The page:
As mentioned, the most important factor in matching is to pair a wine’€™s body with the main or dominating ingredient in a dish. So, while chicken is the most popular American protein source, it can be a bland one, so preparation matters the most. Poached or sautéed chicken breast is likely to welcome light-bodied whites, but when richly sauced will do well with New World and French chardonnays, and Austrian gruner veltliners. Roast chicken, a stew with onions, mushrooms and carrots, will welcome a heavier-bodied white like oakey Australian or California chardonnay, as well as Chianti Classico, Burgundies and other old world Pinots. Ramp up the intensity of seasoning, and with chicken, you can generally do the same with the reds, getting to the full-bodied reds like shiraz, cabernet and wines from the Rhone.

Pork and game are probably the most versatile of the proteins, managing easy with light unoaked and fruity whites in the form of barbecued ribs and grilled sausages, good with richer whites in the form of pates, with light and medium reds in salamis, bacon and other cured varieties, and many sausage styles with medium to full-bodied reds. Roast pork and game dishes, or creamed or highly-seasoned recipes, follow the same rules as poultry ‘€“ the most intense seasoning or transformative cooking style will dictate which aisle to shop.

Most beef dishes, except for those highly spiced, especially Asian, normally call for the fuller bodied reds, though lightly seasoned low-fat cuts are fine with medium-bodied reds. The more caramelized the cooking style (high-heat grilling, long and slow cooking), the more intense the wine can be, so you should be looking to cut the fat and intensity with mouth-watering fruit, acid and tannin.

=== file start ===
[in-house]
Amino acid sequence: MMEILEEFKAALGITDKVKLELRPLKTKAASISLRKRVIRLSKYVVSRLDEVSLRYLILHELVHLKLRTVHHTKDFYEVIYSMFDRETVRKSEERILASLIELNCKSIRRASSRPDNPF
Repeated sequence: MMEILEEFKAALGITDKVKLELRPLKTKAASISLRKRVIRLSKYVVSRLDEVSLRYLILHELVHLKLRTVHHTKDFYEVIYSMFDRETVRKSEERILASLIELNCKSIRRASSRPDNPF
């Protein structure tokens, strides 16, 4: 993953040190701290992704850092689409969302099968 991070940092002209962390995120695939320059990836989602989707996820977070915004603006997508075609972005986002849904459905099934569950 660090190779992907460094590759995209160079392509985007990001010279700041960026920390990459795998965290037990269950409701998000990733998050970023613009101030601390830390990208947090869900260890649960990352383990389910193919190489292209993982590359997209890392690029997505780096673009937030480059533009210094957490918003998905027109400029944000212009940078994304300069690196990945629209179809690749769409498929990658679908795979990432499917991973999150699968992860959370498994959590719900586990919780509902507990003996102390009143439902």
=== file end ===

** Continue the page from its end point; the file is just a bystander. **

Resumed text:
Dry Versus Sweet

In the European-American dining tradition, sweet wines don’€™t usually get much respect until the end of a meal, but some can provide a welcome surprise when offered with a before-meal cheese snack, with the idea that salty and sugary foods match well.

But there’€™s a reason why the lightly sweet wines like German spatlese and auslese, Rhine wines and others are frequently offered as matches with spicy foods, especially Szechuan, Indian, Thai and other Asian countries and regions. With high levels of soy sauce and fish sauce, red and green chilis, or other intense and wine-challenging ingredients (cilantro, lemon grass, ginger, cumin, tamarind), these dishes can make many wines seem hot with alcohol, tart with acid or chewy with tannins. There are exceptions, of course; sparkling wines and light and lightly-chilled reds like Beaujolais, or other fruity, low alcohol reds can work great. But the best bets are low alcohol and fruity whites.